Long term solution:

Update STONITH / Fencing agents

Obviously the best solution however have a feeling that it will take some time for all the maintainers of the existing STONITH / fencing agent developers to port their code to the new framework.

Request package to be built –with stonithd

Host required packages

I have been logging requests to various third party RHEL repos asking if they would the missing packages.

If they don’t feel they have the resources or want to add them in for whatever reason, I will continue to host the packages myself on Packagecloud and likely somewhere else as a fall-back.

Last updated: Tue Jul  7 11:59:25 2015
Last change: Tue Jul  7 10:57:16 2015
Stack: corosync
Current DC: s1-san5 (1) - partition with quorum
Version: 1.1.12-a14efad
2 Nodes configured
16 Resources configured


Online: [ s1-san5 s1-san6 ]

 Clone Set: ping_gateway-clone [ping_gateway]
     Started: [ s1-san5 s1-san6 ]
 Master/Slave Set: ms_drbd_r0 [drbd_r0]
     Masters: [ s1-san5 ]
     Slaves: [ s1-san6 ]
 ip_r0  (ocf::heartbeat:IPaddr2): Started s1-san5
 iscsi_target_r0  (ocf::heartbeat:iSCSITarget): Started s1-san5
 iscsi_lun_r0 (ocf::heartbeat:iSCSILogicalUnit):  Started s1-san5
 stonith_s1-san5  (stonith:rcd_serial): Started s1-san6
 stonith_s1-san6  (stonith:rcd_serial): Started s1-san5
 Master/Slave Set: ms_drbd_r1 [drbd_r1]
     Masters: [ s1-san5 ]
     Slaves: [ s1-san6 ]
 ip_r1  (ocf::heartbeat:IPaddr2): Started s1-san5
 iscsi_target_r1  (ocf::heartbeat:iSCSITarget): Started s1-san5
 iscsi_lun_r1 (ocf::heartbeat:iSCSILogicalUnit):  Started s1-san5
 iscsi_conf_r1  (ocf::heartbeat:anything):  Started s1-san5
 iscsi_conf_r0  (ocf::heartbeat:anything):  Started s1-san5

Sam McLeod Jul 7, 2015

SSD Storage Cluster - Update and Diagram

Due to several recent events beyond my control I’m a bit behind on the project - hence the lack of updates which I appologise for. The goods news is that I’m back working to finish off the clusters and I’m happy to report that all is going to plan.

Here is the final digram of the two-node cluster design:

Plain text version available here

This was generated from the LCMC tool (beware - it’s java!).

More on this soon…

Sam McLeod Jun 17, 2015

Xen Orchestra Docker Image

Docker config to setup XO which is a web interface to visualize and administrate your XenServer (or XAPI enabled) hosts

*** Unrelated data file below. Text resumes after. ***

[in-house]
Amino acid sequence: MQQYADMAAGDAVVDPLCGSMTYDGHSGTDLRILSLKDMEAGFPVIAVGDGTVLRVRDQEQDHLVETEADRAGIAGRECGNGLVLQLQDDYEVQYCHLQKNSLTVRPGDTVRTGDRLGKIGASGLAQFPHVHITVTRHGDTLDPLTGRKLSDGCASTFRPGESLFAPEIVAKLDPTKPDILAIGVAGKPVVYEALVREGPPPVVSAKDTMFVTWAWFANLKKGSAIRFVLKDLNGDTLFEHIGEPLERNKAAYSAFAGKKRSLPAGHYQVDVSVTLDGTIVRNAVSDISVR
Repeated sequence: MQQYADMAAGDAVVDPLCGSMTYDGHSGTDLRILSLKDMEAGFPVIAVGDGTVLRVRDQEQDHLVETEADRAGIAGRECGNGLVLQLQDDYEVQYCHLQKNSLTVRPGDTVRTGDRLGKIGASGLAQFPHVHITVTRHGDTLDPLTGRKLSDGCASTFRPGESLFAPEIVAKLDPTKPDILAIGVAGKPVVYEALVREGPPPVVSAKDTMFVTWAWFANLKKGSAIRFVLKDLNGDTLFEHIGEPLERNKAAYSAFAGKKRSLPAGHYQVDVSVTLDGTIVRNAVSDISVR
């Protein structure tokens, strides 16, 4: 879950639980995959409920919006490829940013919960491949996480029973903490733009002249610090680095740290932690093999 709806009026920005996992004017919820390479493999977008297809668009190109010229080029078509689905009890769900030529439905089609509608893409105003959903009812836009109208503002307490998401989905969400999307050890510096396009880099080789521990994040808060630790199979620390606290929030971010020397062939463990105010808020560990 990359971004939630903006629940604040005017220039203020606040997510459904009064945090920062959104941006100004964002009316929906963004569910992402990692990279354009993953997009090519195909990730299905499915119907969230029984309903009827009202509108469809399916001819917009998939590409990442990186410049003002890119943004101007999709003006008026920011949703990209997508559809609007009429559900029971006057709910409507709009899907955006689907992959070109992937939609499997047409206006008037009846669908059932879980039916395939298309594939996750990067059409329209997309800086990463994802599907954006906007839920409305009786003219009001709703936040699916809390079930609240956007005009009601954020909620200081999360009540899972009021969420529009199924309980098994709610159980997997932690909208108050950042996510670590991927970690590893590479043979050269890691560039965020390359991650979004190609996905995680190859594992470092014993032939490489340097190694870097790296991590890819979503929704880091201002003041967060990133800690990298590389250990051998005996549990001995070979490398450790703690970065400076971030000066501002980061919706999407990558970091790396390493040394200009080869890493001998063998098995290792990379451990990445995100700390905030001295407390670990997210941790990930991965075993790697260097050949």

Github: sammcj/docker-xen-orchestra

Running the app

Updates are pushed to the Docker Hub’s automated build service:

  • https://registry.hub.docker.com/u/sammcj/docker-xen-orchestra

Sam McLeod May 26, 2015

Building a high performance SSD SAN - Part 1

Over the coming month I will be architecting, building and testing a modular, high performance SSD-only storage solution.

I’ll be documenting my progress / findings along the way and open sourcing all the information as a public guide.

With recent price drops and durability improvements in solid state storage now is better time than any to ditch those old magnets.

Modular server manufacturers such as SuperMicro have spent large on R&D thanks to the ever growing requirements from cloud vendors that utilise their hardware.

Sam McLeod Feb 16, 2015

XenServer, SSDs & VM Storage Performance

Intro

At Infoxchange we use XenServer as our Virtualisation of choice. There are many reasons for this including:

  • Open Source.
  • Offers greater performance than VMware.
  • Affordability (it’s free unless you purchase support).
  • Proven backend Xen is very reliable.
  • Reliable cross-host migrations of VMs.
  • The XenCentre client, (although having to run in a Windows VM) is quick and simple to use.
  • Upgrades and patches have proven to be more reliable than VMware.
  • OpenStack while interesting, is not yet reliable or streamlined enough for our small team of 4 to implement and manage.
  • XenServer Storage & Filesystems

Sam McLeod Feb 14, 2015

The Best Of - 2014 Edition

At the end of every year I note down a summary of the best applications, hardware & websites I’ve enjoyed & depended on throughout the year (and often for some time before).

Software / General Use:

  • Fastmail - https://www.fastmail.com
  • Evernote - https://evernote.com
  • Reeder - http://reederapp.com
  • Keynote - https://www.apple.com/au/mac/keynote
  • Lastpass - https://lastpass.com
  • Plex - https://plex.tv
  • Calibre - http://calibre-ebook.com

Sam McLeod Jan 1, 2015

Talk - 24 Months

The way we work at Infoxchange has changed greatly.

A retrospective journey into transforming Infoxchange’s technology and culture over the past 24 months - presented a Melbourne DevOps – December 2014

Click to Start Slides

Sam McLeod Oct 15, 2014

Direct-Attach SSD Storage – Performance & Comparisons

Further to my earlier post on XenServer storage performance with regards to directly attaching storage from the host, I have been analysing the performance of various SSD storage options. I have attached a HP DS2220sb storage blade to an existing server blade and compared performance with 4 and 6 SSD RAID-10 to our existing iSCSI SANs.

While the P420i RAID controller in the DS2220sb is clearly saturated and unable to provide throughput much over 1,100MB/s – the IOP/s available to PostgreSQL are still a very considerably performance improvement over our P4530 SAN – in fact, 6 SSD’s result in a 39.9x performance increase!

Click the image below for the results:

Click to Start Slides

Sam McLeod Oct 15, 2014